WHAT IS FEAR?
What is Fear and what’s it good for? Strangely trying to find “what’s it good for” is considered one of the top methods to reduce fear. It forces you to think. And thinking takes up brain resources robbing fear of its energy.
Did you know that?
This section is directed mostly to finding your fear (s).
The links below opens a page with a description of the most commonly encountered. There are only a few listed at this time. There are hundreds of different ones and far too many to be addressed here.
But the Gallup™ Poll top ten are included.
What is Fear.
There are books written trying to define this illusive term. The Merriam-Webster™ defines it as an unpleasant often strong emotion caused by anticipation or awareness of danger.
This website does not use that definition. Instead fear is defined as those psychological reactions that alert us to the presence of danger. Those dangers need not be real or true. More often than not, they are not true. If you perceive something to be true, it is considered by you as true. It’s the same exact same neuroelectrical signal. Therefore inside your brain the truth is irrelevant.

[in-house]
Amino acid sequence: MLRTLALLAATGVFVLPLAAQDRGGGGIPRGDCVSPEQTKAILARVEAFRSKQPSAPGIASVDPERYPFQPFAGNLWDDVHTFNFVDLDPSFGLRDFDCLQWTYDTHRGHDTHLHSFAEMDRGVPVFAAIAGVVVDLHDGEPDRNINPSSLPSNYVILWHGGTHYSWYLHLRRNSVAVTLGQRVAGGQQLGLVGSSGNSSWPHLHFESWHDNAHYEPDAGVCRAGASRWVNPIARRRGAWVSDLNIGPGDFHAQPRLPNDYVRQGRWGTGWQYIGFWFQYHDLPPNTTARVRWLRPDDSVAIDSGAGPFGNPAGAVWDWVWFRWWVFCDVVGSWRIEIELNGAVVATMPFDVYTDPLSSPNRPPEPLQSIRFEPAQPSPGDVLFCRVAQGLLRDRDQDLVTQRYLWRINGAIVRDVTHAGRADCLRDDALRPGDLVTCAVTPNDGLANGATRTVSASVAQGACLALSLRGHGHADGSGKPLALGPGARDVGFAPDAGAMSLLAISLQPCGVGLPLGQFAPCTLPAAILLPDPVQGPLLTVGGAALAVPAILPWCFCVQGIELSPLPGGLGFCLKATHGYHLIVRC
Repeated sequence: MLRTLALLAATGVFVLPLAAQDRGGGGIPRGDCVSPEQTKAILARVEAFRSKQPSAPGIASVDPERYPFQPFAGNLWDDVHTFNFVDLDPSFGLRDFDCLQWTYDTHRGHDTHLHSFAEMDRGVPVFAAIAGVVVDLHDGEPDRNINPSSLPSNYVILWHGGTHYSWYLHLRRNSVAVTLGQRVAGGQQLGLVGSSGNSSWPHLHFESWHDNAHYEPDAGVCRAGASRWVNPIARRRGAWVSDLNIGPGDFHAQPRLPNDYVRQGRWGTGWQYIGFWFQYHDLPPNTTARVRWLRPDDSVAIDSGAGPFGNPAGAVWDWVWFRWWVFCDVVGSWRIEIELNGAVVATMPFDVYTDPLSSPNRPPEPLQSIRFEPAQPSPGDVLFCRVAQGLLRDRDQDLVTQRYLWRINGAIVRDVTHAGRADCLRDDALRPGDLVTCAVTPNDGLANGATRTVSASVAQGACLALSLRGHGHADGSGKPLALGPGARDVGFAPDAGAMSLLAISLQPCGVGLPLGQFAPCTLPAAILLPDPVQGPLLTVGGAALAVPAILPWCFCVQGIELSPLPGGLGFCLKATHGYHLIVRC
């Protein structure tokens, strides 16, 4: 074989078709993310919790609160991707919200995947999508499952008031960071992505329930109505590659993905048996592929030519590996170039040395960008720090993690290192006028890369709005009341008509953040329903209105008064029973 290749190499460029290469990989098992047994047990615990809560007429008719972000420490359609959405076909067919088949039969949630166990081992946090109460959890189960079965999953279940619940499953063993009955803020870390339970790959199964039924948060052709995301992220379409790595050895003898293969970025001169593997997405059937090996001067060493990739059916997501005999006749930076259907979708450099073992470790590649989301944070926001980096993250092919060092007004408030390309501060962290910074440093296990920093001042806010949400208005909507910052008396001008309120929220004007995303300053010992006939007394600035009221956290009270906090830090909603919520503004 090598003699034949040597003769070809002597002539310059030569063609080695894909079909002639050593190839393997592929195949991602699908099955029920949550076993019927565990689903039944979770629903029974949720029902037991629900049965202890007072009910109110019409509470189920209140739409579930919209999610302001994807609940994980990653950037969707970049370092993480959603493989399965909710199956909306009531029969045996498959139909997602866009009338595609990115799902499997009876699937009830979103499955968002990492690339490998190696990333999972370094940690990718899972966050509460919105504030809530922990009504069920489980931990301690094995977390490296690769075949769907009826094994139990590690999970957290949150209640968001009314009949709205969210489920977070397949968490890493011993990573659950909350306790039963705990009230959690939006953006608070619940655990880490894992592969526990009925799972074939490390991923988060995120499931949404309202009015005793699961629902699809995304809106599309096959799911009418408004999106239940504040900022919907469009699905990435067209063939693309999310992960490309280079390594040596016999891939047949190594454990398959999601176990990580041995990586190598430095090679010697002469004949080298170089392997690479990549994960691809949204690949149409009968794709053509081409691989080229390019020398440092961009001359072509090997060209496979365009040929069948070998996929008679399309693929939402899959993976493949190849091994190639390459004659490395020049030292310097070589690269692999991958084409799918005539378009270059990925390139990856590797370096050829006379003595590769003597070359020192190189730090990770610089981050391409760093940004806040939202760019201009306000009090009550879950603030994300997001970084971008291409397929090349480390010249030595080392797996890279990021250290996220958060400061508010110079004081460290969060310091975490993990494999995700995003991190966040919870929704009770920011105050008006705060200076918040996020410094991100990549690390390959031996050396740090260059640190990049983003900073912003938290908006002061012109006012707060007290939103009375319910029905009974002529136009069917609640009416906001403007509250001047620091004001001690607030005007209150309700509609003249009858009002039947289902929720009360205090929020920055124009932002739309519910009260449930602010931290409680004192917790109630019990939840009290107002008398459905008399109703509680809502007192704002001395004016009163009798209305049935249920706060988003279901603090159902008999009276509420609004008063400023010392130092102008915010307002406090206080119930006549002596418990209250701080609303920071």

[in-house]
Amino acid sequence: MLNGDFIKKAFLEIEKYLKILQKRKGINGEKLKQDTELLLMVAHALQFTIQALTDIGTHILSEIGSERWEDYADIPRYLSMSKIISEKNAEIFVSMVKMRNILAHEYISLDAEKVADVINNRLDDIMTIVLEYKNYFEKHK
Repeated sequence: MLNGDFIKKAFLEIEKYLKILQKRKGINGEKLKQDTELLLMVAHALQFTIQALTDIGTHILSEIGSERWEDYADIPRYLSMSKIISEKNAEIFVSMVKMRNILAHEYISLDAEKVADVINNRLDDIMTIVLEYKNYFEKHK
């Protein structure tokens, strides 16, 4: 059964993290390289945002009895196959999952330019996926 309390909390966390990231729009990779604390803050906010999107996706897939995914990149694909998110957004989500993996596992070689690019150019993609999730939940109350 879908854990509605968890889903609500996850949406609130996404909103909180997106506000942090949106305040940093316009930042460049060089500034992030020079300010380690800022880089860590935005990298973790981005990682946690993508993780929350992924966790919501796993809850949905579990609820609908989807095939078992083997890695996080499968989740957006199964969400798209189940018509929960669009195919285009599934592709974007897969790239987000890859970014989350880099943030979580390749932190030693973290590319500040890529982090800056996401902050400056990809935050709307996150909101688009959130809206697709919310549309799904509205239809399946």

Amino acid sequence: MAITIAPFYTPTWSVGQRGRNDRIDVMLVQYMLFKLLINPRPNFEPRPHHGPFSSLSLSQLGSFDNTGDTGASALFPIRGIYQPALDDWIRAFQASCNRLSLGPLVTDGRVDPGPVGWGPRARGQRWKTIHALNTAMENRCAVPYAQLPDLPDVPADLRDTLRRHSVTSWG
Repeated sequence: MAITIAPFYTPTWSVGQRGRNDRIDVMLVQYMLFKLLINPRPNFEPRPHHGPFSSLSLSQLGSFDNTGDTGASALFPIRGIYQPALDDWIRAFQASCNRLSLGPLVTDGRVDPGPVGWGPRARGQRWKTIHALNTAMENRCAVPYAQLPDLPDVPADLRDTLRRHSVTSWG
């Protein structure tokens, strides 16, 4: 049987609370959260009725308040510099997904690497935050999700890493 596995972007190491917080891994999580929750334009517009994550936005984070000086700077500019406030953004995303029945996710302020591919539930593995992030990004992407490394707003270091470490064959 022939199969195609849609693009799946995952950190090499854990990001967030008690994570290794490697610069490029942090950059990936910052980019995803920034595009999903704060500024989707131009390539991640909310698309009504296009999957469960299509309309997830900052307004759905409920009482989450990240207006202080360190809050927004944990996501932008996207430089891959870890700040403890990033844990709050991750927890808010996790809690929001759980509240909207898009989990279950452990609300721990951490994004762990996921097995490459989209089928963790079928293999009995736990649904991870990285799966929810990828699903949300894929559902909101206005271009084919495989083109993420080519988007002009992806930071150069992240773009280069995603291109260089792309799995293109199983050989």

The primary causes of fear include:
- prior trauma,
- biology (genetics), [This is broader than you think.]
- environmental factors,
- manipulation, [The elephant in the room.]
- overprotective parenting, and
- social factors.
The biology of fear is far too complex to be discussed in this website. However, the four normal responses to a perceived danger are: attack, run, analyze, and hide. This seems incredibly consistent with the four personality types.
An in-depth study was done by Adolphs, Ralph (2013) The Biology of Fear, Current Biology 23, R79-R93.
Sigmund Freud Observations
The grandfather of modern psychology, Sigmund Freud, divided the human personality into three parts, the id, ego, and superego.
The “id” deals with instinctive or primitive urges and is controlled entirely by the subconscious.
The “ego” deals with real world actions and is controlled mostly by the conscious mind.
The “superego” deals with the imposition of morals by society. It is controlled by both the subconscious and conscious. The superego is the main source for the feeling of guilt. If you have ever felt guilt, and we all have, we can thank the superego.
Differences between a Phobia and a Fear?
Phobias are abnormal fears. They interfere with a person’s quality of life. For example, a person who is afraid of tight spaces is not the same as a person with claustrophobia, which is abnormal. Since phobias require professional treatment they will not be addressed herein.
It is recognized that most people consider a fear and a phobia as the same. They are often used interchangeably.
Click on the fear button that is important to you, a friend, or a loved one in order to learn more. Or read them all and become the family expert.